Driving forces of greasy protein association in greasy membranes

10/19/2018 - 12:00pm to 12:50pm
Speaker(s) / Presenter(s): 
Janice Robertson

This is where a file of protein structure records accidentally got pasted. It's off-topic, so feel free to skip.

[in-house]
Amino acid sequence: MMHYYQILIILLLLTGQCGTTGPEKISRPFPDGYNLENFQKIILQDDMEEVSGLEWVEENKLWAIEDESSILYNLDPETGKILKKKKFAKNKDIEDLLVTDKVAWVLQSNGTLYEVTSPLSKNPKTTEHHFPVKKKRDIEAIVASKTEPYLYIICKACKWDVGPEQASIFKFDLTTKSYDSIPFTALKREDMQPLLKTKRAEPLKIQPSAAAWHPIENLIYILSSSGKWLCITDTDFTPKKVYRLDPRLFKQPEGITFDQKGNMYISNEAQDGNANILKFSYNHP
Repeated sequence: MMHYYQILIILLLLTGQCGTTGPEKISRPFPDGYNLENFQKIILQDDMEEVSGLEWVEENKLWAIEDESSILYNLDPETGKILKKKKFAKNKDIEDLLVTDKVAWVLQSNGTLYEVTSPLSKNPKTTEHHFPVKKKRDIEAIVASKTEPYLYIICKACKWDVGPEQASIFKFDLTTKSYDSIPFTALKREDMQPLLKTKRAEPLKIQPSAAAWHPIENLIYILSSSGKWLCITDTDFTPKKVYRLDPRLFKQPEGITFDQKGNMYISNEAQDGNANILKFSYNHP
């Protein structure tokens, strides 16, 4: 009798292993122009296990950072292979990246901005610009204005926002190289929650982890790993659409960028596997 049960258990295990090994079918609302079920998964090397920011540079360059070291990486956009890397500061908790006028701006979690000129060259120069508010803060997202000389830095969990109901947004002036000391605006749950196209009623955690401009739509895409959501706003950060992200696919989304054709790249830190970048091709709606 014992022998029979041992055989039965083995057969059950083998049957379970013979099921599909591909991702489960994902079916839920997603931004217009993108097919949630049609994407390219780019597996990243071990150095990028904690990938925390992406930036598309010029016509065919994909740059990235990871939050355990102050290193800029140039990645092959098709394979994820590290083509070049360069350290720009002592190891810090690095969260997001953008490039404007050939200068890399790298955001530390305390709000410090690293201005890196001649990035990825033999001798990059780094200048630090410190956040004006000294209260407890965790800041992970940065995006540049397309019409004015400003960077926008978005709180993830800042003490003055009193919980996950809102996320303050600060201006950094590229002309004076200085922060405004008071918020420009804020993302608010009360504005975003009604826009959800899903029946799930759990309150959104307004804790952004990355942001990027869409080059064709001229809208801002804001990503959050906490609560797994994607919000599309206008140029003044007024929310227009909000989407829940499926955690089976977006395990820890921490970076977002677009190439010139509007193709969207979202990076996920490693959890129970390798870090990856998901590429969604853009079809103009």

ABSTRACT: What are the thermodynamic driving forces that influence the free energy of membrane protein folding and association in lipid bilayers? For soluble proteins, the burial of hydrophobic groups away from aqueous interfaces is a major driving force, but membrane-embedded proteins cannot experience hydrophobic forces, as the lipid bilayer lacks water. A fundamental conundrum thus arises: how does a greasy protein surface find its greasy protein partner in the greasy lipid bilayer to fold faithfully into its native structure? Recently, a structurally stable and functional monomeric form of the normally homodimeric Cl-/H+ antiporter CLC-ec1 was designed by introducing tryptophan mutations at the dimer interface. We have used this to develop a new model system for studying reversible dimerization in membranes for free energy measurements, which encompasses the thermodynamic properties of protein interactions in the membrane environment. To quantify monomer vs. dimer populations across a wide range of protein densities, we developed a method that quantifies the capture of subunits into liposomes from large equilibrium membranes single-molecule photobleaching by total internal reflection microscopy.  With this, we are able to determine that CLC-ec1 has a free energy of dimerization of -11 kcal/mole in 2:1 POPE/POPG membranes.  We are now investigating why this complex is so stable, dissecting the changes in enthalpy and entropy while varying protein interactions or the composition of the lipid solvent.  The results from this study will provide a physical foundation for the development of informed strategies aimed at correcting protein mis-folding or regulating protein interactions in membranes in physiologically and pathological situations.

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